Wondering what went right this week in the conservation world? We’ve got you covered with our Conservation Optimism Round-Up! We are collating stories of optimism from around the globe so that you never miss your dose of weekly motivation.

(Image Credit: Інна Бутко/ Pexels )

1. Despite the challenges that Migratory Animals face, following CMS COP14, there is optimism!

Success stories do shine through, though. Native to central Asia, the saiga antelope was included in the convention in 2006. This has proven key to catalysing concerted conservation action for the saiga.

2. Endangered vulture species nesting in Ghana is rare good news about raptors

” Researchers recently reported finding three critically endangered vulture species nesting in Mole National Park, Ghana’s largest protected area. It’s the first scientific observation of hooded vultures (Necrosyrtes monachus) nesting in the park, and the first report of white-backed vultures (Gyps africanus) and white-headed vultures (Trigonoceps occipitalis) nesting anywhere in the country. ”

3. Poland pauses logging in 10 ancient forests

” Environmentalists in Poland have welcomed the decision by the Polish Government to suspend logging for six months in 10 of the country’s forests, many of which are internationally important biodiversity hotspots, including the famous Białowieża forest. ”

4. A story of Urban community-led conservation in the Canary Islands

” This involves a community-led effort to ‘rewild’ brownfield sites around the city of Arrecife using plants propagated from natural populations around the island. This approach to conservation using native species creates green spaces that require little or no long-term intervention, and benefit the mental health and wellbeing of local communities. “

5. Possum magic: reintroduced Brushtails spreading across Wheatbelt wildlife corridor in Australia

” The once locally extinct Brushtail possum is confidently exploring a wildlife corridor on Badimia Country in Western Australia’s Wheatbelt, created by neighbouring wildlife reserves managed by conservation leaders Australian Wildlife Conservancy and Bush Heritage Australia. The discovery highlights the importance of private land conservation and its benefits within an internationally recognised biodiversity hotspot.”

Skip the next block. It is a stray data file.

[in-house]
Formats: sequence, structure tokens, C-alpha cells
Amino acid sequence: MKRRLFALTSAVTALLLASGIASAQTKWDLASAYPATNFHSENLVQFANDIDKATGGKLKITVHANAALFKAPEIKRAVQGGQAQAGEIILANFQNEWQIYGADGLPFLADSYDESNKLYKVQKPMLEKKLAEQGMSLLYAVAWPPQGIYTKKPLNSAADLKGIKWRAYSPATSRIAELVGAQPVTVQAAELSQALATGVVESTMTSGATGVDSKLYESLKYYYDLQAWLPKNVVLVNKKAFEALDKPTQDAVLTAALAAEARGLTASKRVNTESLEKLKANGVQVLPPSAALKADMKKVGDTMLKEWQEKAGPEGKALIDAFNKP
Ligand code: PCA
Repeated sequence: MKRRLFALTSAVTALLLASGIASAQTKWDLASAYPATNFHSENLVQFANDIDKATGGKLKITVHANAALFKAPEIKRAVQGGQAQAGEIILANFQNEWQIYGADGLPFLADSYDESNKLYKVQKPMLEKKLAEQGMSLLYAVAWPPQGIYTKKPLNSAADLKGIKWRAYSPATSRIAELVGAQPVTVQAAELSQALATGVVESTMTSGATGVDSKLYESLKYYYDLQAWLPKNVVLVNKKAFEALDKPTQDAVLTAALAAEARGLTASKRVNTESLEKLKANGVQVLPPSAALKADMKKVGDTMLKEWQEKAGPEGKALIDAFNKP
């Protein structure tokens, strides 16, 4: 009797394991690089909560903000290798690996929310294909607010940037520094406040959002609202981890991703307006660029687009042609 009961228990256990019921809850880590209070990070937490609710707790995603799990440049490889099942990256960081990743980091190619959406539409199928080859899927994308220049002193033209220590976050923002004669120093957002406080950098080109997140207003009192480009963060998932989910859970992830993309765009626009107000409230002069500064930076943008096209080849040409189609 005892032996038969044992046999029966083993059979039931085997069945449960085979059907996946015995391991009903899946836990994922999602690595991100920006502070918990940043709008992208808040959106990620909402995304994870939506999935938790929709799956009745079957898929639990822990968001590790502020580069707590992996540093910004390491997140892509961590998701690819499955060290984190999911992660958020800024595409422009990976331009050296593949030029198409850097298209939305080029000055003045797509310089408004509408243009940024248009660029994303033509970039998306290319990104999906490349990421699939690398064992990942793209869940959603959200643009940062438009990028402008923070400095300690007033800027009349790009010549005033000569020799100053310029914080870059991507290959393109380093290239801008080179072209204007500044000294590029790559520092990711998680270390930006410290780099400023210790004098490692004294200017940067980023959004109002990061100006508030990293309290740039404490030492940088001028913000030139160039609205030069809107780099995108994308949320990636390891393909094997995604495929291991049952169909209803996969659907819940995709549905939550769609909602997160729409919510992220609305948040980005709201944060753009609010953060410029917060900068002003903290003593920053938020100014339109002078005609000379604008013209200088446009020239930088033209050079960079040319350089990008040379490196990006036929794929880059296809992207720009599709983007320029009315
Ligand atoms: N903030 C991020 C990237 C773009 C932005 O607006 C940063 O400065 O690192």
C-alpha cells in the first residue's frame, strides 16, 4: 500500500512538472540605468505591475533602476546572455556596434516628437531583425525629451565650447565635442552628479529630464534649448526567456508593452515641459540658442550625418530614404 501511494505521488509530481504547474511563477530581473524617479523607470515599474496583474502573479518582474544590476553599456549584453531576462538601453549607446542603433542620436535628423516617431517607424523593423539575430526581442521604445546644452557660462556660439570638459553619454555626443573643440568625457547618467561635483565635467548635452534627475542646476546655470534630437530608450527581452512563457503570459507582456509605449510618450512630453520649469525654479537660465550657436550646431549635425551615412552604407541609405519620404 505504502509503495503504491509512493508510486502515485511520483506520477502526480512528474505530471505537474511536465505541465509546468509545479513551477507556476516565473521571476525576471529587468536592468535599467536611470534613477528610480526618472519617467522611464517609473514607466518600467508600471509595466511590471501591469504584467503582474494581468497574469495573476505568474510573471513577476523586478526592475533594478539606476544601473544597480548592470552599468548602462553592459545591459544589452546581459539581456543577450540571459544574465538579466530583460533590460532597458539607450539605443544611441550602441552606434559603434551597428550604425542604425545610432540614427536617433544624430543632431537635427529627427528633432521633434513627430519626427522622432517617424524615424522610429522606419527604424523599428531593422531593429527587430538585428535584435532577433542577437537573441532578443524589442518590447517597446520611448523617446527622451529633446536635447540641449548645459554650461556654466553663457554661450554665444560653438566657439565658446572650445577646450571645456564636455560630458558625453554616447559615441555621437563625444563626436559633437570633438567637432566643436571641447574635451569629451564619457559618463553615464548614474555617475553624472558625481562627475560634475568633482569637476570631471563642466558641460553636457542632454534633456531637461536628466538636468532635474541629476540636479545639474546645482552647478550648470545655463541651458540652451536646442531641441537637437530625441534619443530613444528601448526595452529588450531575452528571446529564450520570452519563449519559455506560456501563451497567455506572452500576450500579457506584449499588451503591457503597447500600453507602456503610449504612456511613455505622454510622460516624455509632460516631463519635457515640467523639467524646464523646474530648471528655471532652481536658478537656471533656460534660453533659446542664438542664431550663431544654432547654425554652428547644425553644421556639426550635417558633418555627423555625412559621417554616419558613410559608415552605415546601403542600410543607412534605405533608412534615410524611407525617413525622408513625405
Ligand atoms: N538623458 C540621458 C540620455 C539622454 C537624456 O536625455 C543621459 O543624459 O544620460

6. A new protected area in Colombia conserves 168,000+ acres, including 6 unique ecosystems that had not previously been represented and home to a diversity of species like the Giant Anteater

” National Natural Park Serranía de Manacacías became Colombia’s 60th national protected area. The new park spans 168,476 acres, and safeguards an essential wildlife corridor that connects the Orinoquia, the second largest tropical savanna in the continent, and the Amazon, the largest river basin and rainforest on Earth. The area includes six unique ecosystems that were not previously represented in the National Protected Area System and are home to unparalleled biodiversity, including a quarter of all the bird species known to live in Colombia.”

7. Critically Endangered Parrot Bounces Back in Huge Conservation Victory

” Over 80 critically endangered parrots have returned to their breeding ground in Tasmania – the highest number in 15 years”

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